The Teck Resources oil sands mine in Northern Alberta will destroy 292 square kilometres of wetlands, peatlands and natural forest and disrupt the livelihood of several thousand Indigenous peoples.
The project should categorically be rejected.
The Joint Review Panel that evaluated Teck Resources’ proposal identified an alarming array of severe environmental impacts. In their own words, the Panel reported that:
The Frontier project will remove all wetlands from the project development area. There will be a net loss of over 14,000 hectares of wetlands…including the irreversible loss of over 3,000 hectares of peatlands….This is a high-magnitude and irreversible project effect.
The project will remove all old-growth forests within the project disturbance area. There may be a loss of habitat for many species reliant on such forests, including species at risk, for at least 100 years following closure in 2081.
..the project is likely to result in significant adverse effects to bison related to habitat availability and disease transmission. …the panel has also determined that the project …is likely to result in significant adverse effects to Ronald Lake bison.
The project..is likely to result in significant adverse effects for some species of migratory birds, bats and amphibians which are species at risk as well as fisher and Canada lynx.
The project will contribute to a regional loss of upland ecosystems, wetlands, old-growth forests and areas of high species diversity potential, rare plant potential and traditional use potential. While reclamation will mitigate these effects, some residual effects will remain. Some high biodiversity potential areas cannot be reclaimed (peatlands) while others will not become re-established for many years after reclamation and closure (old-growth forests.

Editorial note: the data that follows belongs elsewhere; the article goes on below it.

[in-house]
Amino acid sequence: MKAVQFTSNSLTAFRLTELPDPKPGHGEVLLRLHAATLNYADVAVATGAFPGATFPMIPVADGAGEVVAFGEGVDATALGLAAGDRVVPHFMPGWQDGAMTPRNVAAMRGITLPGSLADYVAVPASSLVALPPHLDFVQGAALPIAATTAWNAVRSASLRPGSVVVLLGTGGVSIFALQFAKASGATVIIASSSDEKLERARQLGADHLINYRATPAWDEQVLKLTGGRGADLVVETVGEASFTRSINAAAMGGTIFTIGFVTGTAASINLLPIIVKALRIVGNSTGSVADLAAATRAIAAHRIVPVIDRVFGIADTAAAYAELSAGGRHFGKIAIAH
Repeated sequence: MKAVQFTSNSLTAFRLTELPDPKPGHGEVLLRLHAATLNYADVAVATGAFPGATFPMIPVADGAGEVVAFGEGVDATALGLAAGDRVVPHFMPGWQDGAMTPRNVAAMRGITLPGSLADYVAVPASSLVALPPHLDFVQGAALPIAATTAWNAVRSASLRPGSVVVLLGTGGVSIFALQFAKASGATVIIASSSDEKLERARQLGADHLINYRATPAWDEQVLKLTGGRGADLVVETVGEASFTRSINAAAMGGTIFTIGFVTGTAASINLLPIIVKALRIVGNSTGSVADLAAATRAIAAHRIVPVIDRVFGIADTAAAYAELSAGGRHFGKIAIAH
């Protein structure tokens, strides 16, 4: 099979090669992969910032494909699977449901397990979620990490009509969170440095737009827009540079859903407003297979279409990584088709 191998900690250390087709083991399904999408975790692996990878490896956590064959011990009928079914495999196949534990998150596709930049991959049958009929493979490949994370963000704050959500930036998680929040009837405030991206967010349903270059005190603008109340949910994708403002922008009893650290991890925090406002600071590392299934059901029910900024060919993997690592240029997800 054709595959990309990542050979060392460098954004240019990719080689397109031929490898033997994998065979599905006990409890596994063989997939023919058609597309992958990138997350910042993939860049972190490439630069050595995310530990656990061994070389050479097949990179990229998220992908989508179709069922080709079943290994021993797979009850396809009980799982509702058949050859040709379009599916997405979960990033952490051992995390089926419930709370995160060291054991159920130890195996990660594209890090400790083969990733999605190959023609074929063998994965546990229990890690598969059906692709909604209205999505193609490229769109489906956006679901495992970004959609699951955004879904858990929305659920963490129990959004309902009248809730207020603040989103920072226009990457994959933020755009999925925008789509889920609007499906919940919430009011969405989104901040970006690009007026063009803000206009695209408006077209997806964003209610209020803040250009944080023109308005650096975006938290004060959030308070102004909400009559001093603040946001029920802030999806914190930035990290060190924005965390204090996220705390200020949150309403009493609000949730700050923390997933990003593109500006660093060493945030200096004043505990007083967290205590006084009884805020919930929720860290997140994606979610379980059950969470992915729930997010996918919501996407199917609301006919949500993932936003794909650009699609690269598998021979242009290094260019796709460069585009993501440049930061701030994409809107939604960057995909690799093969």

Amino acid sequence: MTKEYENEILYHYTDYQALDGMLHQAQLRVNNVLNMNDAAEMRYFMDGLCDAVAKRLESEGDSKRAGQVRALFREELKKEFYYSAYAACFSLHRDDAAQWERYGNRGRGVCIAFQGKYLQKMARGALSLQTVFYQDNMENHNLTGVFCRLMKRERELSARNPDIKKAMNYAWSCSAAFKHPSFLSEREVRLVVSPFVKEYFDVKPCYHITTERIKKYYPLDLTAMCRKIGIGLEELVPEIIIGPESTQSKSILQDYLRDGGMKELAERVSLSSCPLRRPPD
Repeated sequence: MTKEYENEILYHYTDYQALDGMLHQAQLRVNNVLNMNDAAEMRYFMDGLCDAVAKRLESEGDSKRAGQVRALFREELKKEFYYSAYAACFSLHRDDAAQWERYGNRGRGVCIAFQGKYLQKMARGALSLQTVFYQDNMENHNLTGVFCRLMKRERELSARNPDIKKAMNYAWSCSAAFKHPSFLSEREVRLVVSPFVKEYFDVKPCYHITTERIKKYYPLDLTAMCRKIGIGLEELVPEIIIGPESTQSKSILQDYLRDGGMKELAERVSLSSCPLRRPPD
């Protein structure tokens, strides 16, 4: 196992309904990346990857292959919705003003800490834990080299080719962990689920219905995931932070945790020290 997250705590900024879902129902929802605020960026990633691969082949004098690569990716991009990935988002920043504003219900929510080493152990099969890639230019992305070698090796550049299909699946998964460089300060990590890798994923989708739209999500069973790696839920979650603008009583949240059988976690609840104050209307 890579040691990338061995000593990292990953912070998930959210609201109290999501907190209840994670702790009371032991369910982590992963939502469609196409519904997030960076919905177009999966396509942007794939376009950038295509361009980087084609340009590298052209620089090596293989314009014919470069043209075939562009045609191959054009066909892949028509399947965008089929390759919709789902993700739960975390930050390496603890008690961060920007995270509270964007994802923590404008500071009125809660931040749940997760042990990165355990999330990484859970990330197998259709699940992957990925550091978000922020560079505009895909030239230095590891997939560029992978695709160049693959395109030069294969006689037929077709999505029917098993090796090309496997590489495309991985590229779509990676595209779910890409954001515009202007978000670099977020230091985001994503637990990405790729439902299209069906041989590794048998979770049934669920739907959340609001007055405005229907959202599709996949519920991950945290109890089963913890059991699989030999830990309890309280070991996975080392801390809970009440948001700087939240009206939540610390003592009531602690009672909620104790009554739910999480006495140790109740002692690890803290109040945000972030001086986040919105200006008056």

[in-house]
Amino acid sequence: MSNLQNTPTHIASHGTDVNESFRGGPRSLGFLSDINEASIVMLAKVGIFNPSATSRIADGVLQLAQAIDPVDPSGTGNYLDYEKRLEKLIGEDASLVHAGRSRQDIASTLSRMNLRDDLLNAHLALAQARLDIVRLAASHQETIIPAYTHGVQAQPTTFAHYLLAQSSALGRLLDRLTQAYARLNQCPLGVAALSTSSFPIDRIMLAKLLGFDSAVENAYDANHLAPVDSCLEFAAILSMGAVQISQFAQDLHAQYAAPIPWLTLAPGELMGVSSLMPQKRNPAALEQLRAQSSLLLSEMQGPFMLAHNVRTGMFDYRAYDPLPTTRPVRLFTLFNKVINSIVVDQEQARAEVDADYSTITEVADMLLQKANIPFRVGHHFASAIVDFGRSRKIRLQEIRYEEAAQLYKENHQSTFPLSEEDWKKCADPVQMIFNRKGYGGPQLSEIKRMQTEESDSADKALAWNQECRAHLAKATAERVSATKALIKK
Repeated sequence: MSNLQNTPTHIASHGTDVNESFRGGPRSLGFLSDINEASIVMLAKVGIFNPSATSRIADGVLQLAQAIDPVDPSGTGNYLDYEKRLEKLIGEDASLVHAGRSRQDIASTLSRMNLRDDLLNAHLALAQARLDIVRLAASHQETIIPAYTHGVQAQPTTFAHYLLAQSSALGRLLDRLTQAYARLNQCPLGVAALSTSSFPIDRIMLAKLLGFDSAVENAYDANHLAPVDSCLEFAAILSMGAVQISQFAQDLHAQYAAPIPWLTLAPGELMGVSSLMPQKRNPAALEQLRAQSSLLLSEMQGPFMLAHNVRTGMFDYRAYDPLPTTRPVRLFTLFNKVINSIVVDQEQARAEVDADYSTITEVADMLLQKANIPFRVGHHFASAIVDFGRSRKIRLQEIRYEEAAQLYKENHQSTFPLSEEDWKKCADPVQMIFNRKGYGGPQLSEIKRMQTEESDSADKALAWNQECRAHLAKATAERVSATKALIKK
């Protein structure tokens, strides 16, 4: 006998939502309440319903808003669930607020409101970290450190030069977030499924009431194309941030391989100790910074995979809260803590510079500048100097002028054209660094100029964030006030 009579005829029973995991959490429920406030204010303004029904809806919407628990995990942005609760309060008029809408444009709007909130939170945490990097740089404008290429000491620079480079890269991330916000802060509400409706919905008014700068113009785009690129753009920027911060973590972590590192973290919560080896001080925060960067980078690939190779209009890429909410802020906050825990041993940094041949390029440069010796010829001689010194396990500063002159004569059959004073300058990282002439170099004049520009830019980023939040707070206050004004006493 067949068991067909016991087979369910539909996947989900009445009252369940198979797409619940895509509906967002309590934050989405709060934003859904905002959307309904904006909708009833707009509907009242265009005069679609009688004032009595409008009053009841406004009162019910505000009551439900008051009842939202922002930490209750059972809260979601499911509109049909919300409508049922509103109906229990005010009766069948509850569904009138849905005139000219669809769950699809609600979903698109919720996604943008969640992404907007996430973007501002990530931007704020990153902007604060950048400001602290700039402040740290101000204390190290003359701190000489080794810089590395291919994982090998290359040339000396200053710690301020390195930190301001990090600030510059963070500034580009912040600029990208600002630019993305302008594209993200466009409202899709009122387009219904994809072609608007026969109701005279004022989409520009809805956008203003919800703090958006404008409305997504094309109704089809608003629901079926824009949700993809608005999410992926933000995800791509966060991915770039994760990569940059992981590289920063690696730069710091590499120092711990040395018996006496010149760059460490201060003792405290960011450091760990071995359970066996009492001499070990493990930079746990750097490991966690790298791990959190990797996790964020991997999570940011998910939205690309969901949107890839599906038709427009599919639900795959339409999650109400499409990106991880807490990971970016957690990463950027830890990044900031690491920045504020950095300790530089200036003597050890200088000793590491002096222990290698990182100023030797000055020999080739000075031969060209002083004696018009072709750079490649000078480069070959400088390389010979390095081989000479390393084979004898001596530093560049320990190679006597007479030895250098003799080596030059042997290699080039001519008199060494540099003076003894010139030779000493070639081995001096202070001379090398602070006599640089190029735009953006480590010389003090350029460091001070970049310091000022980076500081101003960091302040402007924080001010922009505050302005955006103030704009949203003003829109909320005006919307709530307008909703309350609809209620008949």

The panel concludes that the project is likely to result in a significant adverse effect to biodiversity, primarily as a result of the loss of wetland and old-growth forests. The loss of areas of high species diversity potential, rare plants, and traditional use potential contribute to this effect.
Overall, the project will result in the loss of lands and some resources used for traditional activities, and this will affect indigenous groups and their members within the project area. The mitigation measures proposed are not sufficient to fully mitigate these effects.
Concerning the emission of greenhouse gases, the panel essentially declared that it wasn’t their affair:
Teck does not demonstrate how the Frontier project will achieve best-in-class greenhouse gas intensity. However, there is no specific regulatory requirement to achieve this standard. ..The development of policies and programs to meet Canada’s international commitments and implementation of Alberta’s Climate Leadership Plan are beyond the scope of this project review and the authority of the panel.
According to Teck Resources Ltd, the Frontier project is expected to create 7000 jobs during construction and up to 2500 operation jobs during the 41-year life of the mine and is projected to contribute more than $70 billion to federal, provincial and municipal governments. These are significant benefits, but do they compensate for the substantial environmental and socio-economic costs of the project? The Joint Review Panel was confident that the benefits more than outweigh the costs.
The Panel concluded that “although we find that there will be significant adverse project and cumulative effects on certain environmental components and indigenous communities, …we consider these effects to be justified and that the Frontier project is in the public interest.”
Just how the Review Panel came to this conclusion is not explained in the report. It seems that for the members of the Panel, it is self-evident that the expected economic benefits of the project exceed the substantial environmental and social-economic costs of the operation. But these costs are never quantified and moreover exclude the very significant environmental and social costs incurred by the emission of substantial quantities of greenhouse gases.
Whose public interest?